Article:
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Luc Eyraud

: capital, labor, and TFP. To better understand the TFP component, two computations are carried out, one where TFP implicitly includes improvements to labor quality and the other where labor quality improvements are in principle recorded as increases in effective labor and thus removed from the TFP component. The change in panel composition due to data limitations now shifts the panel’s average real GDP growth per capita to 3.8 percent for the period. 10 The main result highlighted by the third decomposition is the lesser contribution of capital in South Africa, where

International Monetary Fund. African Dept.

labor force are obtained, TFP growth can be estimated as a residual, based on α’s assumed value. 5. There are some limitations to the model . Given the paucity of data on educational attainment, the analysis uses a basic production function that abstracts the contribution of human capital to growth, including only capital and labor as factor inputs. The TFP component is measured as an unexplained residual and thus picks up measurement errors in the data, including the challenge of accounting for improvements in the quality and composition of physical and human

Ms. Nita Thacker, Mr. Sebastian Acevedo Mejia, and Mr. Roberto Perrelli
After earlier success, growth performance in most Caribbean countries has been disappointing since the early 1990s. With slower growth, output has fallen behind that of relevant comparator countries. This paper analyzes the growth experience of the Caribbean countries from a cross country perspective. Three findings stand out. First, the slowdown in growth is explained more by a decline in productivity rather than a lack of investment. Second, tourism has been a significant contributor to higher growth (through both capital accumulation and productivity) and lower output volatility, and in many countries there is scope for further expansion of this sector. Third, the small size and the fact that most of these countries are islands have limited growth. Policies aimed at improving productivity, further development of the tourism sector, and regional integration could pay dividends in terms of higher growth in the region.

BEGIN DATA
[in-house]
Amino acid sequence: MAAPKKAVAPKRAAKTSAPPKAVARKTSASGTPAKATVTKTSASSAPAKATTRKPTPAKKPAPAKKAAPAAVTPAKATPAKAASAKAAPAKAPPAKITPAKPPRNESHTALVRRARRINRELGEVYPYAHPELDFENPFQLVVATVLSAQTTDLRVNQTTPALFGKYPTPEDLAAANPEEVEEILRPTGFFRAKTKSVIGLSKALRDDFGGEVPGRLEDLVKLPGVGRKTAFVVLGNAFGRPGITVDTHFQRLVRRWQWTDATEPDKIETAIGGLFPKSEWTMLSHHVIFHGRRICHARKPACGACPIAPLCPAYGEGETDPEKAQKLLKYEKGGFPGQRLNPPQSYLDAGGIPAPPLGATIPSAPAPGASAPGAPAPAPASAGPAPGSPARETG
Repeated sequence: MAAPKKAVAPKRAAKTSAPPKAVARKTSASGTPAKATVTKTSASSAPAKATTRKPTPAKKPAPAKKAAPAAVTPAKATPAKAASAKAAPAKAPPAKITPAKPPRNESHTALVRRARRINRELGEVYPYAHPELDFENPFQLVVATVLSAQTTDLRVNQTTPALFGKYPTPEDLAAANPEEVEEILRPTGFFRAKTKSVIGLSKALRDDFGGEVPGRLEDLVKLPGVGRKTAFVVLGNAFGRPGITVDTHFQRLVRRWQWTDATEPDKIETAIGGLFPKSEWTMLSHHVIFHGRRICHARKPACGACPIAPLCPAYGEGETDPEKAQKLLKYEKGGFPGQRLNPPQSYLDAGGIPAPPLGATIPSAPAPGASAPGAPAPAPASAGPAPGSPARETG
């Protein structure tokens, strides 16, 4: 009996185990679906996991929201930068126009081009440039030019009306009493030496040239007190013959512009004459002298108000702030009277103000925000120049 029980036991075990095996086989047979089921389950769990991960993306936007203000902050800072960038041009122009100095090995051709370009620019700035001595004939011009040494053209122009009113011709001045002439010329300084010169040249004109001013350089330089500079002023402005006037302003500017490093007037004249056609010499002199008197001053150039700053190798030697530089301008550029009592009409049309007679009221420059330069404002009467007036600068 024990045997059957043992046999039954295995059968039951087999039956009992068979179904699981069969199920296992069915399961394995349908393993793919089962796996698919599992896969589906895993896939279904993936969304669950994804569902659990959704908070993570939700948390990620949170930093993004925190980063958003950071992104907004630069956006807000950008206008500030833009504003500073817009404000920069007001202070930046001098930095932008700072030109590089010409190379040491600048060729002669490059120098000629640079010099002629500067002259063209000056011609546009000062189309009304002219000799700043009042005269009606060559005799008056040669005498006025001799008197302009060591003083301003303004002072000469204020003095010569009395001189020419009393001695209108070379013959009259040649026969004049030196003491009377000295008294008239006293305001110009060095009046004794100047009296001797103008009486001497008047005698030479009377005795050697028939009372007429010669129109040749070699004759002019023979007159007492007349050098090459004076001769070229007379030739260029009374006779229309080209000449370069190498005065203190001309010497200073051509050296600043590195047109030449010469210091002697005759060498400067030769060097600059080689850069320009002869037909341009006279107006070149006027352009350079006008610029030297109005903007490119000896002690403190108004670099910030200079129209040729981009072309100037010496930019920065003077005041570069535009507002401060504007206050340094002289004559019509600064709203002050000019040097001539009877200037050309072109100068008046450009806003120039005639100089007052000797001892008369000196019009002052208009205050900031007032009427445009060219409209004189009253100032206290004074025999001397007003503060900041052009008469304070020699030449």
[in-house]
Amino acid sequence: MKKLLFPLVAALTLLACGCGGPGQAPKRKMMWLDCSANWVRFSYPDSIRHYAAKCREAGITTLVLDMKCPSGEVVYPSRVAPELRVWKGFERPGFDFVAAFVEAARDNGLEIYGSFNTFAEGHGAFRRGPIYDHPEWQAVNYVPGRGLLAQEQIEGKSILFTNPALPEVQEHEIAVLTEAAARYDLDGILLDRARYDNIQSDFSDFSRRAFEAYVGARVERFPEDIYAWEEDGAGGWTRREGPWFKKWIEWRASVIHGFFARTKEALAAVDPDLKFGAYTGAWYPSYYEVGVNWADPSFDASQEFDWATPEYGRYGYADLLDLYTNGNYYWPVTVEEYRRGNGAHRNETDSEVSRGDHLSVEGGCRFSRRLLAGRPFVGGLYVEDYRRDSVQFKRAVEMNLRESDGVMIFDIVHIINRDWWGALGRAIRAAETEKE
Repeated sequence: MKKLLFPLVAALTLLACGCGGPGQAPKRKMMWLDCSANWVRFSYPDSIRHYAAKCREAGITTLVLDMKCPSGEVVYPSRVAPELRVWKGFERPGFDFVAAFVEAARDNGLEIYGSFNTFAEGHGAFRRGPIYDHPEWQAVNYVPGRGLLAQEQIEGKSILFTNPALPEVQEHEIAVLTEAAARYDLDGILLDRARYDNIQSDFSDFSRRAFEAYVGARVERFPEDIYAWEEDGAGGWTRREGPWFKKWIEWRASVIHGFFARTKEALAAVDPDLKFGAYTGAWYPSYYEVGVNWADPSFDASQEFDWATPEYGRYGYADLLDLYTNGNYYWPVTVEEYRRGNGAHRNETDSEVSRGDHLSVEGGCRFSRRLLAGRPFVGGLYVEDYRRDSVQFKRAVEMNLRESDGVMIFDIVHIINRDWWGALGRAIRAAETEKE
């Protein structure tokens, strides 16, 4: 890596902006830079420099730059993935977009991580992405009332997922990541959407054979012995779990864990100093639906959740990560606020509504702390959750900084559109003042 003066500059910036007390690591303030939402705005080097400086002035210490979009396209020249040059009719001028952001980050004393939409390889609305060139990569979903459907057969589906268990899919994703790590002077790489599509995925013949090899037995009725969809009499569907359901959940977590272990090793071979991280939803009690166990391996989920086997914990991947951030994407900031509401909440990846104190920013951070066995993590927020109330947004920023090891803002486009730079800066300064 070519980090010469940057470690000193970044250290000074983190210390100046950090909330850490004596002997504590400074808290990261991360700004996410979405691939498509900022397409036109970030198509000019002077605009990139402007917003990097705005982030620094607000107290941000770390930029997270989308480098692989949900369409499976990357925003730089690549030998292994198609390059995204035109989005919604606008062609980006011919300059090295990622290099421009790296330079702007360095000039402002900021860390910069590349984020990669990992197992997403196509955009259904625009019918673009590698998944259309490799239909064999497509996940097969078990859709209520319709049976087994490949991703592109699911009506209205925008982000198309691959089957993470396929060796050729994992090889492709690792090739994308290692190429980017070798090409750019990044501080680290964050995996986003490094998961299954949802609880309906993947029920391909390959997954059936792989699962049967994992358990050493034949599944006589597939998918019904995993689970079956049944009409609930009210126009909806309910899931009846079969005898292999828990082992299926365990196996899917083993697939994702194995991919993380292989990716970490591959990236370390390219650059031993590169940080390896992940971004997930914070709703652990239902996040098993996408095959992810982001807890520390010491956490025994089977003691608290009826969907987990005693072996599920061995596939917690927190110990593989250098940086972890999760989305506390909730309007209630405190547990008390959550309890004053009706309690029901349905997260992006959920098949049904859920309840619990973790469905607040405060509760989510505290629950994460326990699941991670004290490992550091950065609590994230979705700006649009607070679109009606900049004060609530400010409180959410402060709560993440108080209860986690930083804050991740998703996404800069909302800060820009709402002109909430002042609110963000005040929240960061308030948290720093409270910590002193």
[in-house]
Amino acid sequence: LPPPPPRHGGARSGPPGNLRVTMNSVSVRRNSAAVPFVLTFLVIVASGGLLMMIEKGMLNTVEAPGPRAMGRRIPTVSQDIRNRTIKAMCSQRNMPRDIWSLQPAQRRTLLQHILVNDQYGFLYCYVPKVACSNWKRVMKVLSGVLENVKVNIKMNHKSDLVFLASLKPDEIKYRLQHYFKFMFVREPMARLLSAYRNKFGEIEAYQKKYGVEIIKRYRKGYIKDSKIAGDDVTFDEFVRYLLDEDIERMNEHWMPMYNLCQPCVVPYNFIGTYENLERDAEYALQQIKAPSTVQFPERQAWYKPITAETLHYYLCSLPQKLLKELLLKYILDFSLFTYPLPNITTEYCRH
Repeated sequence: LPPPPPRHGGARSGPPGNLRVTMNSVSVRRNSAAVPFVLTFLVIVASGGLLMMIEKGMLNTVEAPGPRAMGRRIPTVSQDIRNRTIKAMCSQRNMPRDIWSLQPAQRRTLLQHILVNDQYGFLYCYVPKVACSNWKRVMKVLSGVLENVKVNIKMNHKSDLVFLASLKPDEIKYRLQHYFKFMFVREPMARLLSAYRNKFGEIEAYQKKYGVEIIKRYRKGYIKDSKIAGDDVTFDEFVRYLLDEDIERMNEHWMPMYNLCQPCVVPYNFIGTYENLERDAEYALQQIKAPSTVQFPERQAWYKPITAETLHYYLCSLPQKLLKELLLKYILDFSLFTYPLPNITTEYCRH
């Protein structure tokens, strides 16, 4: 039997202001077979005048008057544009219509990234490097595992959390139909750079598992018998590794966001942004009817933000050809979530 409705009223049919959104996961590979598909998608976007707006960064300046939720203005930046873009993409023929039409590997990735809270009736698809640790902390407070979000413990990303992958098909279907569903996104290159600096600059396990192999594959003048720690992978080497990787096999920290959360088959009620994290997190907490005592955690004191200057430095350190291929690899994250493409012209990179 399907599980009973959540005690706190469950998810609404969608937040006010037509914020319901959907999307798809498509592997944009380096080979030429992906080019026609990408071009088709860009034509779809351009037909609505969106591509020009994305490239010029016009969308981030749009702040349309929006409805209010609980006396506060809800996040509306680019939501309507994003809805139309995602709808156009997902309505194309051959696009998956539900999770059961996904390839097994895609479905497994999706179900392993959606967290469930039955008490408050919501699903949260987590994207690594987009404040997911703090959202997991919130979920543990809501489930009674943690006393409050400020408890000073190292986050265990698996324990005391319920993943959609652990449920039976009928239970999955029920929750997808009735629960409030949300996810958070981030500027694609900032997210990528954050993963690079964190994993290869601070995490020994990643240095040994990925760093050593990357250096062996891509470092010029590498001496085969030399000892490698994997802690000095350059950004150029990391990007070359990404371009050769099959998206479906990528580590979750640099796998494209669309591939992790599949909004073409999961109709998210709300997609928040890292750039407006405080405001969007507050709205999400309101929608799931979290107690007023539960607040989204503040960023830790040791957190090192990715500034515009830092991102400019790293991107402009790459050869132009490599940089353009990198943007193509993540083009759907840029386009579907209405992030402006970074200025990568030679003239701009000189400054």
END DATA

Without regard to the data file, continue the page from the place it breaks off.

International Monetary Fund. Western Hemisphere Dept.

, and/or (iii) changes in the use of land (a factor our methodology does not account for) would be reflected in the TFP component. Figure 3.2. Decomposition of Real GDP Growth Sources: IMF, World Economic Outlook; International Labor Organization; Penn World Table 7.1; World Bank, World Development Indicators; and IMF staff calculations. 1 Simple average of countries within each group. Latin America includes all Latin American countries in our sample. LA6 includes Brazil, Chile, Colombia, Mexico, Peru, and Uruguay. Other South America (SA) includes

productivity (TFP) component 0.20 0.84 1.09 1.36 1.35 Capital-labor ratio component 0.39 0.45 0.50 0.71 0.62 Decomposition II Total factor productivity (TFP) component 0.29 1.20 1.55 1.95 1.93 Capital-output ratio component 0.31 0.09 0.03 0.13 0.05 GDP per capita (current prices, PPS) 5.53 4.54 4.63 4.68 4.71 PPS GDP deflator 2.57 2.58 2.61 2.63 2.62 GDP per capita (1995 prices) 2.88 1.92 1.97 2.00 2.04 Demographics 0.42 0.03 0.01 -0.06 -0.01 Labor utilization 1.23 -0.02 0.03 0.61 0.12 Employment rate 1.32 0.48 0.43 0.57 0.46 Hours worked

productivity (TFP) component 0.20 0.84 1.09 1.36 1.35 Capital-labor ratio component 0.39 0.45 0.50 0.71 0.62 Decomposition II Total factor productivity (TFP) component 0.29 1.20 1.55 1.95 1.93 Capital-output ratio component 0.31 0.09 0.03 0.13 0.05 GDP per capita (current prices, PPS) 5.53 4.54 4.63 4.68 4.71 PPS GDP deflator 2.57 2.58 2.61 2.63 2.62 GDP per capita (1995 prices) 2.88 1.92 1.97 2.00 2.04 Demographics 0.42 0.03 0.01 -0.06 -0.01 Labor utilization 1.23 -0.02 0.03 0.61 0.12 Employment rate 1.32 0.48 0.43 0.57 0.46 Hours worked

International Monetary Fund

(average 1996–2006) (In percent) Employment growth per year Labor force growth per year Employment rate Participation rate South Africa 2.8 3.2 74.5 52.6 Panel 0.8 0.6 91.0 66.2 Sources: World Economic Outlook and IMF staff calculations. Capital, Labor, and Total Factor Productivity 11. The third decomposition breaks down real GDP growth (1996–2006 average) into three components: capital, labor, and TFP contributions . To understand the TFP component better, two computations are carried out

Luc Eyraud
The purpose of this paper is to examine factors that have constrained South Africa's growth since the end of apartheid by comparing its GDP components and its saving and investment performance with those of 10 faster-growing countries. The study finds that sluggish investment has undermined growth since 1996 and that the underinvestment is in part explained by limited saving. Thus, over the last decade, interactions between investment, saving, and production may have perpetuated slow growth in South Africa.
International Monetary Fund

this period. In contrast, gains in TFP accounted for less than 5 percent of potential output growth before the Asian crisis. The TFP component appears to have deteriorated steadily since 2006, contributing only 0.2 percent to growth in the 2006–10 period. 15. Capital accumulation is the dominating contributor to Indonesia’s growth ( Figure I.3 ). This was evident even before the Asian crisis. Following the Asia crisis and the decline in the investment, the contribution of capital accumulation, not surprisingly, declined to negative. The contribution of growth in